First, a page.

… And so it starts. Ubisoft has announced a new program called Quartz which will see it release limited edition in-game items as NFTs called Digits, beginning with Tom Clancy’s Ghost Recon: Breakpoint. As the trailer explains, this “is just the beginning” – and make no mistake, other publishers will be keeping a very close eye on how this all plays out. EA boss Andrew Wilson has already expressed interest in the controversial business model as well.
So, what does it all mean for you? Well, NFTs – also known as non-fungible tokens – have exploded in popularity this year, as you’ve no doubt already heard. They effectively enable you to “purchase” digital content, like a photograph, GIF, social media post, or video. Ownership is stored on a kind of digital ledger powered by blockchain technology, which means you can then “sell” items to others and transfer the ownership, like you would real-world goods.
The emergence of NFTs has raised all kinds of concerns, spanning environmental issues through to fraud. However, it was only a matter of time before publishers started adding the controversial items to their games, and this is the first example. Ubisoft’s new Digits are unique in-game items which you can obtain and use; the examples shown for Ghost Recon: Breakpoint include helmets, armour, and weapon skins. Every item has a serial code, making it exclusively unique to you, while your Ubisoft Connect username will be stored in the item’s metadata.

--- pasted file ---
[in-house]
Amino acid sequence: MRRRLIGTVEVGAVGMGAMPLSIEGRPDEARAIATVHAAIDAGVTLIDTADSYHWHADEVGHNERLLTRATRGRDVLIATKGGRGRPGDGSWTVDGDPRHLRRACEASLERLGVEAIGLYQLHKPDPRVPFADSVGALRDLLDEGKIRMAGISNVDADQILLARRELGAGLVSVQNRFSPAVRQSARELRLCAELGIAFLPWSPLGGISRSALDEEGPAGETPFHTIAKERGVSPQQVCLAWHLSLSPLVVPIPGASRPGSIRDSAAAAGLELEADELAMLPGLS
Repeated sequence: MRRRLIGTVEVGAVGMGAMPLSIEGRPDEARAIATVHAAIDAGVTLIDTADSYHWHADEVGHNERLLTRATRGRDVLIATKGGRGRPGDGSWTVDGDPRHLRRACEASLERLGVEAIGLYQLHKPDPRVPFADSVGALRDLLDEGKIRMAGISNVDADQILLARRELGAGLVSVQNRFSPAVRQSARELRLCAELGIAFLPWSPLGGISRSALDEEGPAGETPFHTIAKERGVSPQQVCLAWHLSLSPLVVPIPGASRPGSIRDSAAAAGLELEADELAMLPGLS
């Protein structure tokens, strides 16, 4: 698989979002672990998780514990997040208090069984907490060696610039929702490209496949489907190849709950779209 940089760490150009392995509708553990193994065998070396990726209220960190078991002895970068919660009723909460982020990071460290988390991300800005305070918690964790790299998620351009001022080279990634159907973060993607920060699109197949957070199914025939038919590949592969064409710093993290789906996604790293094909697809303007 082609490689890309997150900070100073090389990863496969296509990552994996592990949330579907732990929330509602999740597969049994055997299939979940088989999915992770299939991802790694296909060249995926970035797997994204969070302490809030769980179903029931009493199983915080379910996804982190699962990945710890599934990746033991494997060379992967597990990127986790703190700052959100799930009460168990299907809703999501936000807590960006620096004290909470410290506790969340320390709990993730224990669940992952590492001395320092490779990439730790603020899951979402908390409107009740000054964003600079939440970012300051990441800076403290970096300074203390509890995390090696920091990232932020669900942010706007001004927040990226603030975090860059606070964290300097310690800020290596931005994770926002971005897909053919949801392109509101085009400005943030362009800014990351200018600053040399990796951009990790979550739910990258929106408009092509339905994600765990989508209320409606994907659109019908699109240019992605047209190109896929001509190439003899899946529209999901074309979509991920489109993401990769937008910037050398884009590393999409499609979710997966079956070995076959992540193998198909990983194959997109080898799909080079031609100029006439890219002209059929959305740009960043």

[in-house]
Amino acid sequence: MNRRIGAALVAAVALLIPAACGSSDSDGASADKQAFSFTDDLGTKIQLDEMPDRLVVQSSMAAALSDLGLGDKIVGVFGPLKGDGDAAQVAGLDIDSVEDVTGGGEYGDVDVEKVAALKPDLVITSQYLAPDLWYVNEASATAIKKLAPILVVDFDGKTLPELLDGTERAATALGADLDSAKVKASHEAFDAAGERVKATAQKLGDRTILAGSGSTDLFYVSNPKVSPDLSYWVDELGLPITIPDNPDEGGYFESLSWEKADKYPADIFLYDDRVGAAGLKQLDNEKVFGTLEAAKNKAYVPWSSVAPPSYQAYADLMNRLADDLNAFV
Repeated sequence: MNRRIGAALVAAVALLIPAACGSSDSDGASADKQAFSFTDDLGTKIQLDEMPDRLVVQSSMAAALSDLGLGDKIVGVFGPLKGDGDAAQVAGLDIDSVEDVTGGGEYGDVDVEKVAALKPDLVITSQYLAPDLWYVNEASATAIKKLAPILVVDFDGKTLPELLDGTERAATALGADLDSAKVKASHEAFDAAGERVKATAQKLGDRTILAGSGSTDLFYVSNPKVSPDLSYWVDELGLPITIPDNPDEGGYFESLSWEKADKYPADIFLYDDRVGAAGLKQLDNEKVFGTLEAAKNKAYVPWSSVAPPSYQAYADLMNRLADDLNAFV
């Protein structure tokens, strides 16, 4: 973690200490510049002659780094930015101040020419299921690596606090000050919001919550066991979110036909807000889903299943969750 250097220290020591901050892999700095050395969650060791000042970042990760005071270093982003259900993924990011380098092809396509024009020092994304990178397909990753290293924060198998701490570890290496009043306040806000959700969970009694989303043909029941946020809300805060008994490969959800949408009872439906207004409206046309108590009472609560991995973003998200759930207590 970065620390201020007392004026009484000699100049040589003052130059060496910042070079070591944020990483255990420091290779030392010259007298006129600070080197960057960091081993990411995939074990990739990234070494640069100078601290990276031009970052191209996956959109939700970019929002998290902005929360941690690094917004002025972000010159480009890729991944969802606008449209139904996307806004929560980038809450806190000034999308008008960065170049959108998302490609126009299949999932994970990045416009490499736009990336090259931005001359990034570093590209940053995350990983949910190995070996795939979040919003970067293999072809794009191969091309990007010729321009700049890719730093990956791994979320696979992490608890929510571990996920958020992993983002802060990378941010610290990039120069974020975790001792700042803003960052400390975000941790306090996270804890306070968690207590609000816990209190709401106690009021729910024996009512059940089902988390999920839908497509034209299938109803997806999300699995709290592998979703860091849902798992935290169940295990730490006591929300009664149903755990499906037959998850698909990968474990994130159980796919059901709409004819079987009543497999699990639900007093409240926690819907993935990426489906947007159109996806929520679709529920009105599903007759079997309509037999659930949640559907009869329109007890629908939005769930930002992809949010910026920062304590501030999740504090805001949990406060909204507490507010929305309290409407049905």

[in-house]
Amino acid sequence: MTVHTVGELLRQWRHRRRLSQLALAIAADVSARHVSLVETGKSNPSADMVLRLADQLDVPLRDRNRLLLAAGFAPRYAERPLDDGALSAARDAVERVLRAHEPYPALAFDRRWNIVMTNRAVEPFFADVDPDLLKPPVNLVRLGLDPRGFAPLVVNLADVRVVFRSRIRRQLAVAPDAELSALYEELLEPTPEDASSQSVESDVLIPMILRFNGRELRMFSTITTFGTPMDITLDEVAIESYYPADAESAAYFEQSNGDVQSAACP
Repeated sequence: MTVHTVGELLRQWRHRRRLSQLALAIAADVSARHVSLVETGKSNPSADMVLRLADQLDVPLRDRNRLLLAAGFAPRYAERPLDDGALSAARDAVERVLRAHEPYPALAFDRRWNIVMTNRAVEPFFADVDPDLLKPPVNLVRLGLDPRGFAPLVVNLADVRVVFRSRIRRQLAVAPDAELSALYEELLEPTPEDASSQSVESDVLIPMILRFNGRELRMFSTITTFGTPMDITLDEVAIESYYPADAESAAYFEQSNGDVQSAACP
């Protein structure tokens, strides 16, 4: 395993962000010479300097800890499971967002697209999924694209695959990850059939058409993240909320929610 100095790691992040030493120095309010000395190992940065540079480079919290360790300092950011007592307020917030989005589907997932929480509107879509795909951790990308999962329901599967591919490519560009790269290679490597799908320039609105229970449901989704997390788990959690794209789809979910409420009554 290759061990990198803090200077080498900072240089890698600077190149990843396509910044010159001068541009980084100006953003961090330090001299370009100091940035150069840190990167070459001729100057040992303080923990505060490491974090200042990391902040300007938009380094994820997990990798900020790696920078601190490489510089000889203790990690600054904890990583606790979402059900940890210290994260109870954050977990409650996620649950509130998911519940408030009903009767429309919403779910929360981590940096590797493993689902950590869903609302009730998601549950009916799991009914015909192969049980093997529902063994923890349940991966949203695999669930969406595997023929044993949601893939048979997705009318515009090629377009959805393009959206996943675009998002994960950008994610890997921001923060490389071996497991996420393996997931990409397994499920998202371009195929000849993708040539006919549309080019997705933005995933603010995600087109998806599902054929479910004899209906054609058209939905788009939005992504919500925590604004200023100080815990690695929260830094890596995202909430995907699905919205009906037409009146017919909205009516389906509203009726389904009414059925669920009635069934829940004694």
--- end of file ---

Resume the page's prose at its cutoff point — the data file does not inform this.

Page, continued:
Unlike traditional microtransactions, this is a one-of-a-kind piece of equipment, meaning no one else can have the exact same cosmetic as you have. This means you’ll be able to re-sell these items and transfer ownership to other players if you so choose. This creates an entirely new economy that publishers will no doubt be looking to exploit, and you should expect to see more of it moving forwards.
We should stress that this first batch of items will be exclusively earnable in-game, and there are some pretty high requirements attached. For example, you’ll need to have played at least 600 hours to get the helmet. Presumably this is because the program is in beta right now, with the objective to flog these items in the future.
Still, it’s interesting that Ubisoft is the first major publisher to implement the controversial technology. It’s worth reiterating that Digits are currently in beta, and aren’t currently available in countries like the UK. Ubisoft claims that it’s adopting energy-efficient technology for this program, with the power draw “one million times less” than a Bitcoin transaction. Nevertheless, it’s probably a good thing it’s announcing this after YouTube removed its dislike bar – we can’t imagine that would look pretty.